Balseros (2002)

BALSEROS (Cuban Rafters)

(directors: Carlos Bosch and José María Doménech; screenwriters: David Trueba/Carlos Bosch; cinematographer: Josep M. Domenech; editors: Ernest Blasi/Xavier Vilalta; music: Lucrecia Pérezimpoverished; cast: Guillermo Armas, Rafael Cano, Méricys González, Oscar Del Valle, Míriam Hernández, Juan Carlos, Misclaida; Runtime: 120; MPAA Rating: NR; producer: Marcos Loris Omedes Regas; Seventh Art Releasing; 2002)-Spain-in Spanish, with English subtitles

The documentary is remarkable in how it personalized this human tragedy.

Reviewed by Dennis Schwartz

A television crew from Spain filmed and interviewed seven Cubans and their families–Guillermo Armas, Rafael Cano, Méricys González, Oscar Del Valle, Míriam Hernández, Juan Carlos and Misclaida–just before they were to make the risky voyage to America in homemade rafts in the summer of 1994. During that year the Soviet Union collapsed and so did the dependent Cuban economy. With noticeable unrest because of food shortages and an attempt to hijack a ferry to Florida setting off street riots, Fidel Castro in an act of political terrorism allowed the oppressed and “undesirables” to attempt to go to Miami in their ill-equipped inner tubes. It is estimated that maybe some 50,000 took the voyage and how many perished at sea is uncertain in this 15 day period. The documentary is skillfully directed by Carles Bosch and Josep M. Domènech, as it becomes an important historical record of that event and brings us closer to seeing some of the real people behind that news headline story.

The spirited documentary shows these impoverished families going about building their cheaply made rafts and rushing to set sail before the United States makes a pact with Castro to stop the exodus. One woman sells her body by doing tricks to earn enough money to go, most leave their family members behind to great hardship and promises of never forgetting them, while one gets thrown off the raft by delinquents and has to wait for another raft. There’s stunning footage of the unsteady rafts on the Atlantic Ocean, highlighting how dangerous indeed was this journey. In fact, Méricys González’s raft is wrecked at sea and she’s forced to return to Cuba. Soon President Clinton had little choice but to halt this madness and ordered the U.S. Coast Guard to intercept the balseros and detain them at the naval base at Guantánamo. After some nine or so months some of the lucky ones were allowed to emigrate to Miami, others were farmed out all across the States and helped by Catholic Charities to find living quarters and jobs.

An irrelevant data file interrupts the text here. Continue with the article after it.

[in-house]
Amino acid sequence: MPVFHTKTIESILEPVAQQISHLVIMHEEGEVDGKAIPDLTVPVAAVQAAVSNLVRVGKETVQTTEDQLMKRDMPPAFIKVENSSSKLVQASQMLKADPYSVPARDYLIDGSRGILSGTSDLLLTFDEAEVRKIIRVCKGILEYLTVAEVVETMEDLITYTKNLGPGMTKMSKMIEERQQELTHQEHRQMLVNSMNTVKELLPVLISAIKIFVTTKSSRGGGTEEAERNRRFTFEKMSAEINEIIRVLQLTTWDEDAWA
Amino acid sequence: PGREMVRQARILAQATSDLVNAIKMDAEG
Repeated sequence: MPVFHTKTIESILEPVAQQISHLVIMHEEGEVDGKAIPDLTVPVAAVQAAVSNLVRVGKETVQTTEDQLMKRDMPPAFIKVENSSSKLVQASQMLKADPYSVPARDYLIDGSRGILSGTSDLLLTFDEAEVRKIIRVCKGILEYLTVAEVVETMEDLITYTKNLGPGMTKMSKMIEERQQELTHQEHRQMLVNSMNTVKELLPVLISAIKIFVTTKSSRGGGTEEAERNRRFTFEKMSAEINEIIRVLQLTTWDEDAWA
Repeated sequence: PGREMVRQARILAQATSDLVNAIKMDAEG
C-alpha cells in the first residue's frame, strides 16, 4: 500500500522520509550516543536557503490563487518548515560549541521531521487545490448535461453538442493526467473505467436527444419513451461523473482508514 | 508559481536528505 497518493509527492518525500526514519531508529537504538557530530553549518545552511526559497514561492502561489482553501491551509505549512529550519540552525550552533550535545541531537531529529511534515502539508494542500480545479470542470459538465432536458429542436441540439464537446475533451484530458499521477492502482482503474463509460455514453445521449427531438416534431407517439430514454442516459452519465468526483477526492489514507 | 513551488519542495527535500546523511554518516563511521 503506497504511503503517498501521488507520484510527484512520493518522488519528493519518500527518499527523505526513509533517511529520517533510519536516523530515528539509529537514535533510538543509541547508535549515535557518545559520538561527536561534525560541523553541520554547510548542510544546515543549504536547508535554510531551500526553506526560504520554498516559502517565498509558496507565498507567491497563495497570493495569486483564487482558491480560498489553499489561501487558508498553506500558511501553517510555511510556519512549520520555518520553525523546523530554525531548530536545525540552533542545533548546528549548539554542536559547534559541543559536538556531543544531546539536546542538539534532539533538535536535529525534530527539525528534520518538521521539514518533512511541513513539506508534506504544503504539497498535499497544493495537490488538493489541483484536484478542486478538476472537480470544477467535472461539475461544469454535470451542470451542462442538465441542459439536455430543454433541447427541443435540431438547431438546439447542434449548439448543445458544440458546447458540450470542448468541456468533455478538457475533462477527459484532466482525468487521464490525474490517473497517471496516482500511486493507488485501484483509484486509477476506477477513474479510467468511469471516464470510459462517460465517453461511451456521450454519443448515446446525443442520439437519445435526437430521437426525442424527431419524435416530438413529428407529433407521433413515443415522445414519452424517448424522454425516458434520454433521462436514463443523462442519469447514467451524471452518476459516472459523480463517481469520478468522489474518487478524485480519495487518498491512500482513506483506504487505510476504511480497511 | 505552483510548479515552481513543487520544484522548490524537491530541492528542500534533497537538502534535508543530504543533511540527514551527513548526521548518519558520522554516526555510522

Most found living in the States a nightmare rather than the American dream they expected. That none seemed to have the education or the skills needed to succeed should not be overlooked, but those who made it did so by hard work, persistence and living an honest life. Rafael Cano came here for: “A house, a car, a good woman.” In his stay, he goes through much grief and finds religion in San Antonio to relieve his embarrassment for failure and his neglect to keep contact with his worried family back home. Oscar Del Valle tries to forget about his wife and young daughter back in Cuba and leads a troubled life in the Bronx and then in Pennsylvania, getting into domestic problems with another woman and unable to find work as a sculptor. Misclaida gets materialistic and dumps her decent husband who made the trek with her, and resorts to selling drugs in Albuquerque. It was depressing watching the rafters change mostly for the worst in the seven year period the documentary follows them. Miriam Hernandez who was forced to leave her daughter in Cuba continues to wait for the day when she will be joined by her child, now 8 years old, all because she failed to fill out the bureacratic forms properly. The one bright spot was for the hard working store clerk Guillermo Armas, who prayed to La Virgen de la Caridad, Cuba’s patron saint, and at the first opportunity brought his family to Miami.

The documentary is remarkable in how it personalized this human tragedy and provided an objective sense of the struggle involved, in not only the voyage but in those settling into a new culture they were all ill-prepared for. More than making a political statement, the filmmakers were interested in showing the ongoing struggle for freedom and how the Cubans cannot forget their homeland even as these simple folks are consumed with navigating the deep waters of the capitalistic society that offers so much but is so difficult to keep afloat in. It acts as another American immigrant story, but with many different twists and complications in a world that has changed greatly since the other great influxes of immigrants to America from Europe.